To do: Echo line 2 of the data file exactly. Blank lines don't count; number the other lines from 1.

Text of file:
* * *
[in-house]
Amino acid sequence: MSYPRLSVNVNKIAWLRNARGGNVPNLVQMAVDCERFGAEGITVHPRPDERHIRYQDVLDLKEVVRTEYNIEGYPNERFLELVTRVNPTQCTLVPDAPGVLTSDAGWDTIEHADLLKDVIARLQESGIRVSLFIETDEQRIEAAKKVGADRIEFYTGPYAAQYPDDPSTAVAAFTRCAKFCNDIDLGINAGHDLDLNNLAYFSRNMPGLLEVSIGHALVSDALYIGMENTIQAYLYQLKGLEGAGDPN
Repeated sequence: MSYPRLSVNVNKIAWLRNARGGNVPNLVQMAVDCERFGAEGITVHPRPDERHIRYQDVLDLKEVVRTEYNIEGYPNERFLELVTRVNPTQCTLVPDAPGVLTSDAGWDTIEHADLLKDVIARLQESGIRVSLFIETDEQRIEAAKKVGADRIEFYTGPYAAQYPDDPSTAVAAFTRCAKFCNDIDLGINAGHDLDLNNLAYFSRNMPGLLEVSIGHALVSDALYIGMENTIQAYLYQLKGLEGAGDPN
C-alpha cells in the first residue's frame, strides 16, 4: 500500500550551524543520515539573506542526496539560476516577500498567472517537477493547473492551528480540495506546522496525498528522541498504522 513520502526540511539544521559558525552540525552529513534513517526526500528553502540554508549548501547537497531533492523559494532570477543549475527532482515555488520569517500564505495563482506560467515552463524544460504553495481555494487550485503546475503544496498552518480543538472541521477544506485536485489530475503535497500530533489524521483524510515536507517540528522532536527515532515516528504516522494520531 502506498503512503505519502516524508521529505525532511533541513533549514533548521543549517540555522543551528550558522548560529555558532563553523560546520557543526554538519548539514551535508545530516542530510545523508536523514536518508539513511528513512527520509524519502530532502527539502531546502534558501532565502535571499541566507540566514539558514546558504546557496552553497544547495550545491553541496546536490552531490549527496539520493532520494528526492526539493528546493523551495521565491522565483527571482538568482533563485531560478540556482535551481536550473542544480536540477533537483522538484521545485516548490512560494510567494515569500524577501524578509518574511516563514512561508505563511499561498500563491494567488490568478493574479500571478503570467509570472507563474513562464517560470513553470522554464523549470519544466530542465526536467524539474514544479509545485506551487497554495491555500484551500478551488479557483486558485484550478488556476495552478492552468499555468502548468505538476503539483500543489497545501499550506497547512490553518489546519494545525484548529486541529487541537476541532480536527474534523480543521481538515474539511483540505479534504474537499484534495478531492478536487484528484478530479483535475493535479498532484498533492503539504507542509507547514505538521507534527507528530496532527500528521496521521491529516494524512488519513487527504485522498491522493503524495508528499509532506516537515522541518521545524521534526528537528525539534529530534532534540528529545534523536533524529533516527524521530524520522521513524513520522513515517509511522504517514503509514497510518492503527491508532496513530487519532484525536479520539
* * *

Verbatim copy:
Amino acid sequence: MSYPRLSVNVNKIAWLRNARGGNVPNLVQMAVDCERFGAEGITVHPRPDERHIRYQDVLDLKEVVRTEYNIEGYPNERFLELVTRVNPTQCTLVPDAPGVLTSDAGWDTIEHADLLKDVIARLQESGIRVSLFIETDEQRIEAAKKVGADRIEFYTGPYAAQYPDDPSTAVAAFTRCAKFCNDIDLGINAGHDLDLNNLAYFSRNMPGLLEVSIGHALVSDALYIGMENTIQAYLYQLKGLEGAGDPN